Our last monthly meeting in March was an excellent talk by Roger Wates from the well-established Tooting firm E & A Wates. He has just sent me news on what the company is doing during lockdown, which is quite amazing.
In its 120th year, SW London interior specialist E & A Wates has switched their workshop furniture restoration work from high quality reupholstery to critical personal protective equipment (PPE).
E & A Wates showroom and workshop are temporarily closed in response to Coronavirus (COVID-19). This week, with teams working at a safe distance behind the scenes, E & A Wates have supplied and cut foam to assist in making over 4,300 visors for NHS frontline staff within 21 hospitals in London and neighbouring counties with potential for another 2,500 components if required.
The visors are being made in conjunction with a prop maker Faye Jones and over 60 colleagues who crowdsourced the project so the visors can be donated to NHS hospital staff, the visors can be sterilised and reused after each shift. So far the group have made 6650 visors with 3200 planned for production this Easter weekend
Roger Wates from E & A Wates will be talking at our March meeting about the history of this long-established Tooting business. There will also be an exhibition of photos and items connected with the company. Come and hear the history of furnishing Tooting.
Our next meeting is on Tuesday 14th June. We will be hearing from the Sugar & Spice Heritage Project, based in Tooting and also from John Brown , talking about the V1 Campaign in Streatham during the Second World War. We will also hold a brief 2022 AGM.
We look forward to seeing you on Tuesday 14th June.
Our May monthly meeting will be a talk by Nick Higham on his recently published book, “The Mercenary River“. He tells the story of the development of London’s water supply from the Middle Ages to the present day. For centuries London, one of the largest and richest cities in the world, struggled to supply its citizens with reliable, clean water.
The book tells a tale of remarkable technological, scientific and organisational breakthroughs; but also a story of greed and complacency, high finance and low politics.
Nick Higham’s book uncovers the murky tale of how the most powerful steam engine in the world was first brought to London; the extraordinary story of how one Victorian London water company deliberately cut off 2,000 households, the details of a financial scandal which brought two of the water companies close to collapse in the 1870s; and asks whether today’s 21st century water companies are an improvement on their Victorian predecessors.
Nick Higham is a retired BBC journalist and he will be signing copies of his book at the end of the talk.
The meeting is on Tuesday 10th May 2022, beginning at 7.30pm. We meet at our usual venue: United Reformed Church, Rookstone Road, SW17 9NQ (Tooting Broadway tube, G1,270,280,57,127,264,355,77,44,333 buses)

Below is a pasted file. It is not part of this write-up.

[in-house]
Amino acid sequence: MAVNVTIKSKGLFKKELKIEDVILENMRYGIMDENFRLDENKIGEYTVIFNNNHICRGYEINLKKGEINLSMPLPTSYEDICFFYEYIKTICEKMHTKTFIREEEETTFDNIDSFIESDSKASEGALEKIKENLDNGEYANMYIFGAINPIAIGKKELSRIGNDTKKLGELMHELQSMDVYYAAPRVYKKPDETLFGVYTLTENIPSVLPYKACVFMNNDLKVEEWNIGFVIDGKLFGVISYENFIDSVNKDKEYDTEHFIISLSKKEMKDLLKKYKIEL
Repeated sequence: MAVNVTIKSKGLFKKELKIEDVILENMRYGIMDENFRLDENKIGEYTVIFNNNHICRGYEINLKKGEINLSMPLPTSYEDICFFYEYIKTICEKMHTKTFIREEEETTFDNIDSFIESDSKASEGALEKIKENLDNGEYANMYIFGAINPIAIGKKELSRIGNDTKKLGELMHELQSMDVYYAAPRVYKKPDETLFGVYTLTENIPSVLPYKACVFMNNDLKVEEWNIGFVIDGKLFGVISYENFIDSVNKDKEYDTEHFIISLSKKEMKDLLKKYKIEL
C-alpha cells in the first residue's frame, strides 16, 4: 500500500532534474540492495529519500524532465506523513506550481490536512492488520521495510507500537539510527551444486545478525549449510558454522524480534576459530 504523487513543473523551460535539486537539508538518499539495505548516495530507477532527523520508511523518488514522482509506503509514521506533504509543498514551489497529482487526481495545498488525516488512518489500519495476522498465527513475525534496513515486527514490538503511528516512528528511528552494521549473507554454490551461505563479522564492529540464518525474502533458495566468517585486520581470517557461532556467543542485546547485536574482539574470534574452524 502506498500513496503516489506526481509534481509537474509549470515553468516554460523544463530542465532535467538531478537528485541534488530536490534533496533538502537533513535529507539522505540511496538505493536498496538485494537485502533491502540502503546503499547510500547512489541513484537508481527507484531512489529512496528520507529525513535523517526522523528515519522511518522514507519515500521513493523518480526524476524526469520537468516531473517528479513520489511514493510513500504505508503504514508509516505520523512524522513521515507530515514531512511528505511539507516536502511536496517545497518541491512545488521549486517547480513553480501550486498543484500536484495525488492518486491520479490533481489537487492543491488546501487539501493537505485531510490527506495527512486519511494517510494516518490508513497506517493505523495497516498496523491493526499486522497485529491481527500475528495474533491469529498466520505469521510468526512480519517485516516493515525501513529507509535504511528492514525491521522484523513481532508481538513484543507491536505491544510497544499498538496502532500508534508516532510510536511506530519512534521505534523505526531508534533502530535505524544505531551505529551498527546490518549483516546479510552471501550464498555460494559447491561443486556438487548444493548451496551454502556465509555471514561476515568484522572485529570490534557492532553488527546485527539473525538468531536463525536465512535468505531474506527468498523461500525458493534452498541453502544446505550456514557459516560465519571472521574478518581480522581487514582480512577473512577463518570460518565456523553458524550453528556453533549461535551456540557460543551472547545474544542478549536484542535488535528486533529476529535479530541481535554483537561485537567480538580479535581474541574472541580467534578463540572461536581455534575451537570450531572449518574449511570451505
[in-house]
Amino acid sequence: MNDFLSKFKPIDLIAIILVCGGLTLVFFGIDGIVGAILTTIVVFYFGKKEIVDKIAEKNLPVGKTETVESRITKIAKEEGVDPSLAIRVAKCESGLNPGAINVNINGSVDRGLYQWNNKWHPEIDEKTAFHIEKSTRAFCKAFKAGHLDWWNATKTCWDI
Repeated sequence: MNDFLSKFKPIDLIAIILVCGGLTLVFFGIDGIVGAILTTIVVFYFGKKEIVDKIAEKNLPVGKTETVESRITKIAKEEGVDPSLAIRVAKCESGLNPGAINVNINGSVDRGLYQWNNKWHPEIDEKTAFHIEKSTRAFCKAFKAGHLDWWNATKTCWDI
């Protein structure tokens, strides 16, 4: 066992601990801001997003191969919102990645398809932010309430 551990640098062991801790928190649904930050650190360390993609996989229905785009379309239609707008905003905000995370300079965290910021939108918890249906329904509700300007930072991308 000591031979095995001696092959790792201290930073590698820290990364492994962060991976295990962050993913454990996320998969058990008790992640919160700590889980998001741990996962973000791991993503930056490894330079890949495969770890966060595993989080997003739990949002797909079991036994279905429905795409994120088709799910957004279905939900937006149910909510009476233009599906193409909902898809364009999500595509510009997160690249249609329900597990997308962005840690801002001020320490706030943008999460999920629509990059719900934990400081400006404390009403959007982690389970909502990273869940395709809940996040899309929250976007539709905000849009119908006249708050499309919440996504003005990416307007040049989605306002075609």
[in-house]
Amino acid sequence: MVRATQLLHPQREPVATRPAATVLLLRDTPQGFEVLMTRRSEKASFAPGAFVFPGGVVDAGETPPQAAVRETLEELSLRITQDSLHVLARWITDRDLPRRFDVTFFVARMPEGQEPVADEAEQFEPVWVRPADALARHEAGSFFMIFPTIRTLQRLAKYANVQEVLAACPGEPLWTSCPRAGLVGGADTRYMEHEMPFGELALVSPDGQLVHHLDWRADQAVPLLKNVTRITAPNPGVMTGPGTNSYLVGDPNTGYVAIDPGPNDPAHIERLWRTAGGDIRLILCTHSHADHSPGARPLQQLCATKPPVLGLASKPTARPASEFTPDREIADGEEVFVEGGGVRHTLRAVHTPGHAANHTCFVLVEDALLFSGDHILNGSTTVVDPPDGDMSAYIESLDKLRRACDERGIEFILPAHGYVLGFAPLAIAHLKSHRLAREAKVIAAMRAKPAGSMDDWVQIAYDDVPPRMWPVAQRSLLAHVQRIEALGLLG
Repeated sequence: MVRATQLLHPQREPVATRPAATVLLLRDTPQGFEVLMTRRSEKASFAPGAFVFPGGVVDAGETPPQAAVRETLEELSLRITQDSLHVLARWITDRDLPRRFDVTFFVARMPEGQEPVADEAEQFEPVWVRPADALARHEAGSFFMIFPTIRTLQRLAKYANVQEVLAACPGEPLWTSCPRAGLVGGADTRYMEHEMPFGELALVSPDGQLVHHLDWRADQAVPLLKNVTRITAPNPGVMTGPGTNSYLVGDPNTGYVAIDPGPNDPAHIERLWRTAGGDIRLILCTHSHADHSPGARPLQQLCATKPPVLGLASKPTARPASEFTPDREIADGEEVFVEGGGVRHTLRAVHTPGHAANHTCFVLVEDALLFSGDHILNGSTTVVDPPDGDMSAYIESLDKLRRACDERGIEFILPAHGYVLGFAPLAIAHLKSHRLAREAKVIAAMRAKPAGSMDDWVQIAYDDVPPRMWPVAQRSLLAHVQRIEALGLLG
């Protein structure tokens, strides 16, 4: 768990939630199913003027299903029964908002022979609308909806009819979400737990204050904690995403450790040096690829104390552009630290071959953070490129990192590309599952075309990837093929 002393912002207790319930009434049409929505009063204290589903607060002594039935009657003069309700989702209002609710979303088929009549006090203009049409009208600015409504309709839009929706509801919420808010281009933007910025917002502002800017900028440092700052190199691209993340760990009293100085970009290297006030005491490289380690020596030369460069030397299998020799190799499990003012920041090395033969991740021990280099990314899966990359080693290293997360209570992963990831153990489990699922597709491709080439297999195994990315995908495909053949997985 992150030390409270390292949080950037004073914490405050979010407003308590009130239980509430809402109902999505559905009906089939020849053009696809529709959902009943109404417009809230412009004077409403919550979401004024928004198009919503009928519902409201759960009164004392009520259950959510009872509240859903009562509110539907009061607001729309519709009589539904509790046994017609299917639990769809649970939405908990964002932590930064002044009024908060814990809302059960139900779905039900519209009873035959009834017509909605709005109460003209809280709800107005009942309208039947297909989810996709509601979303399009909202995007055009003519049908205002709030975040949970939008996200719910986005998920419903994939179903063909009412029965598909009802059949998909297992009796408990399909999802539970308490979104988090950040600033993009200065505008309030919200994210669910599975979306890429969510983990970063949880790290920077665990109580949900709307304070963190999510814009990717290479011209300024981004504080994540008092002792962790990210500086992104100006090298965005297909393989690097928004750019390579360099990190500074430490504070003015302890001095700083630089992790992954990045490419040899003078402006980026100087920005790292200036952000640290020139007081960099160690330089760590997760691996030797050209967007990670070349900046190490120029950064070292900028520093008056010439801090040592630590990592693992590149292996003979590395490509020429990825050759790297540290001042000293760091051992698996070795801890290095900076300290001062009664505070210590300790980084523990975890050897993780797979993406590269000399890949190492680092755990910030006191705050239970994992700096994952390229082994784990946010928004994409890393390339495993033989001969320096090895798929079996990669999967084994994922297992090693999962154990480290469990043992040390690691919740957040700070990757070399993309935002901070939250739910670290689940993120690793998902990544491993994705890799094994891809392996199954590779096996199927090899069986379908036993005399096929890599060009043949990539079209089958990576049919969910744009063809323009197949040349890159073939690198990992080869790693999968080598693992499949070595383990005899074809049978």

The River Graveney through Tooting has formed a boundary since Anglo-Saxon times. It has also been an open drain, a peril to travellers, a flood-risk and an inspiration to poetry. Come and hear all about the River Graveney at the next meeting of the Tooting History Group on Tuesday 12th April 2022 at 7.30pm. Philip Bradley (Chair, Tooting History Group) will be giving a short talk.
We look forward to seeing members and guests old and new at our first in-person meeting after lockdowns.
We meet at the United Reformed Church in Rookstone Road, Tooting, SW17 9NQ. (Tube: Tooting Broadway, Buses 57,127,333,264,280,G1,77,355,44). Refreshments will be available.
The SW12/SW17 Neighbourhood Network published a delightful walking trail from Balham to Tooting a few years ago. The walk takes you from Balham Station to Tooting Bec Underground.
There is an accompanying soundtrack where you can hear memories and reminiscences of life in Balham and the characters who live and work there. They include comedian Arthur Smith, local shopkeepers and local residents.
You can download the whole recording from the link below.
Explore the hidden lower reaches of the River Graveney with Tooting History Group. Starting at the Roe Bridge , we will be walking two miles to the junction of the Graveney with the Wandle. Along the way there will be occasional glimpses of the River Graveney. And some history of golf in the area, boundaries, bridges, music hall stars, a lost waterfall, sewage and an early railway line.
We will be meeting at the Roe Bridge on Mitcham Lane/Streatham Road near the junction with Rural Way on at 11am on Saturday 25th September 2021. Buses 201,127,333,57 stop nearby.
The walk will be about two miles and we should finish by 1pm. Free, no need to book.
The walk is part of the Wandle Fortnight which takes place from the 11th to the 26th September 2021. You can find more details of all the Wandle Fortnight Festival events here.